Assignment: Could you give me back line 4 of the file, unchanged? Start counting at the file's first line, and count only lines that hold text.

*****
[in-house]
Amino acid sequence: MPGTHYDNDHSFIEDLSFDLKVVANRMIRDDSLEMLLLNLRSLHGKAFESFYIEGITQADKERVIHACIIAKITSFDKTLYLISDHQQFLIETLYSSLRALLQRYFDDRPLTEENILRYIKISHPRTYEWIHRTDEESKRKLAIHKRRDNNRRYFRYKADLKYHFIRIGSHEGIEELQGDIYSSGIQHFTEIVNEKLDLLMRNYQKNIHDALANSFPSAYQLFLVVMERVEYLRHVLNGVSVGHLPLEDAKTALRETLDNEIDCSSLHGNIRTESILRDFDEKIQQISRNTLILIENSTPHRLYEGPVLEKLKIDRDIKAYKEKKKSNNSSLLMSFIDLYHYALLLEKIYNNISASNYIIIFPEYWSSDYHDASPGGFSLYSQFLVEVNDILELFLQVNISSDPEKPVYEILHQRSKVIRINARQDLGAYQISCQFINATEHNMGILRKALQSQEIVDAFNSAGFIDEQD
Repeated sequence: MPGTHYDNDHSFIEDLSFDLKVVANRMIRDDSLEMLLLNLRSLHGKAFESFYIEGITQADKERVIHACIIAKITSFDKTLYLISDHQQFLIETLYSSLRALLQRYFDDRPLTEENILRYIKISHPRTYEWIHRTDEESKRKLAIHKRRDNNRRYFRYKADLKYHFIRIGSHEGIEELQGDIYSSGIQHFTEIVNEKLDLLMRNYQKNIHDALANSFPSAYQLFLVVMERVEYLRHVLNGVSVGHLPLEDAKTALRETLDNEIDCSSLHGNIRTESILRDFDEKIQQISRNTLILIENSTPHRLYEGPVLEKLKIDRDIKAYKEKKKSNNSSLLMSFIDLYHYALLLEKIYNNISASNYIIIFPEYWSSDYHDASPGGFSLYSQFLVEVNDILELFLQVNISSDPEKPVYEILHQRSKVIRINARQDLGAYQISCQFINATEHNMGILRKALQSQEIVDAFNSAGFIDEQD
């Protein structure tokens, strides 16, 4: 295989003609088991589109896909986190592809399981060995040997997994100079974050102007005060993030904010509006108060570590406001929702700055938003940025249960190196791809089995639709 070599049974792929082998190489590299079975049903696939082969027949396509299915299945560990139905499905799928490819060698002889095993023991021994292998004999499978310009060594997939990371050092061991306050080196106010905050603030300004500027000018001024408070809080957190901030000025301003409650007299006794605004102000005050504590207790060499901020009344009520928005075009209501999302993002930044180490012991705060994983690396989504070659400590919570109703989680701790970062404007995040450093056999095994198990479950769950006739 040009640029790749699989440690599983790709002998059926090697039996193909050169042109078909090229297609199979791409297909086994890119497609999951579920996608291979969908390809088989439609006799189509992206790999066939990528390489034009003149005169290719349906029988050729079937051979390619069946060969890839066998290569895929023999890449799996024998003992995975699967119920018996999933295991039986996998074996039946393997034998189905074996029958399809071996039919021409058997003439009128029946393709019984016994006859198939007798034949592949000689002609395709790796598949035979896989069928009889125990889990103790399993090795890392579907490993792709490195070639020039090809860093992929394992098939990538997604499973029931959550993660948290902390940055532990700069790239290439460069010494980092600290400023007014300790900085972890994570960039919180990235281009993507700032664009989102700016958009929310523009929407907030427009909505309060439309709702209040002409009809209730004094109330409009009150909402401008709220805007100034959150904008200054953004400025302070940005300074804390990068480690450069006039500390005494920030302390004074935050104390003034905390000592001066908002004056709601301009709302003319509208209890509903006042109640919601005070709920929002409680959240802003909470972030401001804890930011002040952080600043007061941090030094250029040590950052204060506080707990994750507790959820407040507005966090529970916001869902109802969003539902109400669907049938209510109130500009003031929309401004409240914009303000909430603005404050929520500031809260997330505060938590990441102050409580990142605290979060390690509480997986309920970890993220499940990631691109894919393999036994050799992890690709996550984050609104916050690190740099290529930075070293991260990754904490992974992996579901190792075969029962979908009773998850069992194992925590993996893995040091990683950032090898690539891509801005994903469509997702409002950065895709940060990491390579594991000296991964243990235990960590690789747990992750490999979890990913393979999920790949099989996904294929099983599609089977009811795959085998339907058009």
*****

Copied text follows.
């Protein structure tokens, strides 16, 4: 295989003609088991589109896909986190592809399981060995040997997994100079974050102007005060993030904010509006108060570590406001929702700055938003940025249960190196791809089995639709 070599049974792929082998190489590299079975049903696939082969027949396509299915299945560990139905499905799928490819060698002889095993023991021994292998004999499978310009060594997939990371050092061991306050080196106010905050603030300004500027000018001024408070809080957190901030000025301003409650007299006794605004102000005050504590207790060499901020009344009520928005075009209501999302993002930044180490012991705060994983690396989504070659400590919570109703989680701790970062404007995040450093056999095994198990479950769950006739 040009640029790749699989440690599983790709002998059926090697039996193909050169042109078909090229297609199979791409297909086994890119497609999951579920996608291979969908390809088989439609006799189509992206790999066939990528390489034009003149005169290719349906029988050729079937051979390619069946060969890839066998290569895929023999890449799996024998003992995975699967119920018996999933295991039986996998074996039946393997034998189905074996029958399809071996039919021409058997003439009128029946393709019984016994006859198939007798034949592949000689002609395709790796598949035979896989069928009889125990889990103790399993090795890392579907490993792709490195070639020039090809860093992929394992098939990538997604499973029931959550993660948290902390940055532990700069790239290439460069010494980092600290400023007014300790900085972890994570960039919180990235281009993507700032664009989102700016958009929310523009929407907030427009909505309060439309709702209040002409009809209730004094109330409009009150909402401008709220805007100034959150904008200054953004400025302070940005300074804390990068480690450069006039500390005494920030302390004074935050104390003034905390000592001066908002004056709601301009709302003319509208209890509903006042109640919601005070709920929002409680959240802003909470972030401001804890930011002040952080600043007061941090030094250029040590950052204060506080707990994750507790959820407040507005966090529970916001869902109802969003539902109400669907049938209510109130500009003031929309401004409240914009303000909430603005404050929520500031809260997330505060938590990441102050409580990142605290979060390690509480997986309920970890993220499940990631691109894919393999036994050799992890690709996550984050609104916050690190740099290529930075070293991260990754904490992974992996579901190792075969029962979908009773998850069992194992925590993996893995040091990683950032090898690539891509801005994903469509997702409002950065895709940060990491390579594991000296991964243990235990960590690789747990992750490999979890990913393979999920790949099989996904294929099983599609089977009811795959085998339907058009």